Iron Phosphide Electrocatalysts

  • Author: ChemNanoMat
  • Published Date: 19 July 2020
  • Source / Publisher: ChemNanoMat/Wiley-VCH
  • Copyright: Wiley-VCH Verlag GmbH & Co. KGaA
thumbnail image: Iron Phosphide Electrocatalysts

Iron phosphide nanoparticles show promise as electrocatalysts, for example, for the hydrogen evolution reaction (HER). One way to synthesize iron phosphide nanomaterials is to insert phosphorus into well‐defined iron nanoparticles. However, there is a lack of reactive, yet safe, phosphorus sources for the selective formation of crystalline compounds.


Sophie Carenco, Sorbonne Université, Paris, France, and colleagues have developed a synthetic route to form tetrakis(mesitoyl)cyclotetraphosphane, P4(MesCO)4 (crystal structure pictured above), which can be used as a P source. The team first prepared mesitoyl phosphane (MesCO–PH2) by reacting [NaPH2 × Na(OtBu)x] with mesitoylmethylester. The mesitoyl phosphane was then reacted with hexachloroethane and trimethylamine to give the desired product in an isolated yield of 10 %.


The researchers reacted P4(MesCO)4 with colloidal iron nanoparticles to form FeP and Fe2P nanoparticles of similar diameters (pictured below). They obtained hollow, crystalline FeP and Fe2P nanoparticles when the reaction was performed at 250 °C. At a lower temperature of 180 °C, amorphous nanoparticles were obtained. These phases were also formed as an intermediate in the synthesis of the crystalline particles.


The team investigated the electrocatalytic properties of amorphous and crystalline FeP nanoparticles, as well as crystalline Fe2P nanoparticles, for the hydrogen evolution reaction (HER) in acidic and neutral electrolytes. In both electrolytes, amorphous FeP was a more efficient catalyst than crystalline FeP, and crystalline Fe2P was the least active catalyst. According to the researchers, these results could provide a path to a more systematic investigation of amorphous metal phosphide phases in electrocatalysis.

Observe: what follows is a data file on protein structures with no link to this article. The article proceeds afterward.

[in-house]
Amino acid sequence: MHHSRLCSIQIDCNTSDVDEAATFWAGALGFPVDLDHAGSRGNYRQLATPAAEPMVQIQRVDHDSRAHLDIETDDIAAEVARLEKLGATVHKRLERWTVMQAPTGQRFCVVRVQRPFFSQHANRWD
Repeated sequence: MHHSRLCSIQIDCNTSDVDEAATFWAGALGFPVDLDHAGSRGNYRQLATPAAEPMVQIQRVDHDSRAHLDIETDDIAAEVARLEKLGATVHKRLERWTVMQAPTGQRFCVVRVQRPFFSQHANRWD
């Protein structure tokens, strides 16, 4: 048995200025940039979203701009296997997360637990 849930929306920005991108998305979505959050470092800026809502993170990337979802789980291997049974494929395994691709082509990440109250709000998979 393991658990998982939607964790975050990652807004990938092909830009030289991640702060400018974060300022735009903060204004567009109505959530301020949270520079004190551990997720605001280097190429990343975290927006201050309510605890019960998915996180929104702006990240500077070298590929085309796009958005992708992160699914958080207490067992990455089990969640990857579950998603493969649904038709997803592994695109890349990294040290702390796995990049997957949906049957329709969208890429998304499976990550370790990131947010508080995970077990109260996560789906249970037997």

Article Views: 993

Sign in Area

Please sign in below

Additional Sign In options

Please note that to comment on an article you must be registered and logged in.
Registration is for free, you may already be registered to receive, e.g., the newsletter. When you register on this website, please ensure you view our terms and conditions. All comments are subject to moderation.

Article Comments - To add a comment please sign in

If you would like to reuse any content, in print or online, from ChemistryViews.org, please contact us first for permission. more

Follow on Facebook Follow on Twitter Follow on LinkedIn Follow on Instagram RSS Sign up for newsletters

Magazine of Chemistry Europe (16 European Chemical Societies) published by Wiley-VCH